Article by Derek Ning & Roberta Lock
Combatting Infectious Diseases with Nanotechnology
Potent Virustatic Polymer–Lipid Nanomimics Block Viral Entry and Inhibit Malaria Parasites In Vivo, ACS Central Science, 2022
Adrian Najer et al., Molly Stevens Lab
The emergence of infectious diseases such as SARS-Cov2 and parasitic diseases like malaria continue to infect millions of people around the world, representing a significant need for easily deployable treatment strategies that can be applied against many different intracellular pathogens. Nanotechnology represents a promising but little explored direction in terms of inhibiting parasite and virus entry into host cells.This paper details the development of a nanomimic (a nano-scale synthetic material that mimics a specific part of a cell) that’s able to significantly prevent virus and parasite entry for three different diseases: herpes simplex virus type 2 (HSV-2), SARS-Cov2, and the malarial Plasmodium parasite. This proven modular nanomimic design shows great promise for the future in developing speedy and effective methods to fight viral diseases around the world.
What did these researchers do?
This study developed and tested modular synthetic polymer and polymer-lipid nanomimics that are able to inhibit the entry of different viruses and parasites. The general principle behind why this works is that many of these pathogens enter a cell in the same way, by interacting with specific proteins on the cell surface, so if the nanomimic mimics these proteins and enters the bloodstream, the pathogens are essentially tricked into binding to the nanomimic instead of the receptors on your cells, thus stopping their invasion.
The nanomimics were tested first for their safety, and were validated as being cytocompatible (e.g. they don’t harm the cells in your body). Then they were tested and modified for certain properties to remain in the blood circulation for as long as possible, because in order to inhibit pathogens, they need to remain stable in circulation for at least a few hours. Next the nanomimics were tested for their actual ability to prevent virus entry.
The nanomimics were found to be extremely effective virus entry inhibitors for both herpes simplex virus (HSV-2) and SARS-CoV-2 (at higher doses than HSV-2) with a better performance relative to other studied inhibitors such as heparin and multivalent gold nanoparticles. The potency can be attributed in part to the polymer chains which allows for flexibility and optimal binding when interacting with viral envelope proteins in contrast to more rigid structures in other types of nanoparticles (Figure 1). Finally, these nanomimics were tested on a second pathogen (malaria parasite (Plasmodium)) to see if it’s efficacy has the potential to be more broadly applied, and found that the nanomimics were also potent inhibitors of malaria parasite invasion of red blood cells.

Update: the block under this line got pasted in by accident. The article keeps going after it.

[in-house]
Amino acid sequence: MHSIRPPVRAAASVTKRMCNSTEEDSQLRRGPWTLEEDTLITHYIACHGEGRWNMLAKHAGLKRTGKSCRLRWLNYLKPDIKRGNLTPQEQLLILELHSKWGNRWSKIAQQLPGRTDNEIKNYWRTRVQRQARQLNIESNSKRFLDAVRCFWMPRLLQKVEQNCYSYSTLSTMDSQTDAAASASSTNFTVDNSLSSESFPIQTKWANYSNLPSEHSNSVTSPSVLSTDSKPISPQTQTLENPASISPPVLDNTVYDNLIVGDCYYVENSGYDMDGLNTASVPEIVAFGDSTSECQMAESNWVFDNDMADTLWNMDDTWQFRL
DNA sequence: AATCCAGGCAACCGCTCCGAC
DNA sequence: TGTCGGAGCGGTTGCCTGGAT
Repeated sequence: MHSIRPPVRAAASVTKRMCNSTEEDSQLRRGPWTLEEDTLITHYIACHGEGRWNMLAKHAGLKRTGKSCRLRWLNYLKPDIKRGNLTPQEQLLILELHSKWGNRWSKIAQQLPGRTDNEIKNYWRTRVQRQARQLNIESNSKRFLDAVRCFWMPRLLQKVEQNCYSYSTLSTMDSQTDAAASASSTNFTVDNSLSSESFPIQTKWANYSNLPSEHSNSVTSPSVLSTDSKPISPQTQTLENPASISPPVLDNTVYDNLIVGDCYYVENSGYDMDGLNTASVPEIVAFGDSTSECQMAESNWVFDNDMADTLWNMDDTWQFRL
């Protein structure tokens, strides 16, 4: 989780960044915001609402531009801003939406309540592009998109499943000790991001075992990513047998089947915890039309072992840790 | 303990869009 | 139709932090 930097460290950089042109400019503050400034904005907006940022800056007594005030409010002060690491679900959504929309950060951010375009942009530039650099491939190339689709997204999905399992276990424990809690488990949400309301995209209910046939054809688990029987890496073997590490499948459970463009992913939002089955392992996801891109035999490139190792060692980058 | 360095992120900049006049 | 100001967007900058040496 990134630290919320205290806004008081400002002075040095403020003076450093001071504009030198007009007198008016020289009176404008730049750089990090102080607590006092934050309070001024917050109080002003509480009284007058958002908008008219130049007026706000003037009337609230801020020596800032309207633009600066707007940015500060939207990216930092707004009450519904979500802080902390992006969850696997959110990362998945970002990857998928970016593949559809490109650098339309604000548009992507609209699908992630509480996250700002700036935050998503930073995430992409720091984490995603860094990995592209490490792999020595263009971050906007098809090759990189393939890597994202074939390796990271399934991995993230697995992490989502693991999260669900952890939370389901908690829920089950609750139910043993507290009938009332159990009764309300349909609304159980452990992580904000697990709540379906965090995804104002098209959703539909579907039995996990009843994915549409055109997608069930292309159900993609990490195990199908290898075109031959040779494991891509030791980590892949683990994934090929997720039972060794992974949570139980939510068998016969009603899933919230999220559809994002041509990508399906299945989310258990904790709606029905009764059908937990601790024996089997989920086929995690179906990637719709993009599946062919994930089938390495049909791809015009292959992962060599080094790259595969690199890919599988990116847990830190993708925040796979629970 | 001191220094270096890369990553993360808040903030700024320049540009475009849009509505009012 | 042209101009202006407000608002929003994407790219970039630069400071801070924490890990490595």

Illustration of inhibited by host-mimicking nanoparticles inhibiting malaria parasites
Why is this important?
First, this paper demonstrated a major step forward in terms of developing copolymers that are safe and have prolonged blood circulation times. This is a huge advance as this was one of the main limitations of these copolymers in the past, because ability to stably remain in the body is a requirement for effectively combating pathogens. Moreover, this nanomimic design is flexible and modular, meaning it can be modified to work against multiple pathogens and has the potential for additional applications like controlled drug delivery, making it a very promising technology for a wide variety of future purposes.
How did the researchers do this?
To make the nanomimics, a block copolymer was synthesized, combining repetitive pathogen-binding units (PAA) with a degradable hydrophobic block (PDLLA). PAA is able to be easily chemically modified to adjust surface chemistry leading to the optimization of pathogen binding by mimicking some properties of the host cell membranes. The PAA is the modular part that can be modified depending on future applications. Then to extend the blood circulation time of the surface-active nanoparticles, this modified copolymer was further coassembled with lipids to formulate polymer-lipid nanomimics (PLNs).
What comes next?
Currently the authors have performed initial studies to test the in vivo efficacy of these materials in mice, showing about 75% inhibition. In terms of next steps, the authors plan to perform further studies to see whether these nanomimics are applicable in vivo. Specifically, future investigations will involve looking at timing of nanomimic administration and the accompanying downstream effects on the immune system. Another avenue involves the incorporation of immunomodulatory modules in nanomimics which can further tune the immune response and contribute to protection from subsequent limitations. Additional important points to consider would include concerns such as cost, mass producibility, and stability, especially for diseases such as malaria which are most prevalent in low-income countries. Finally, before becoming a method of disease treatment and prevention that can be found in the clinic, extensive clinical trials will need to be conducted to see the response of the immune system to these nanomimics.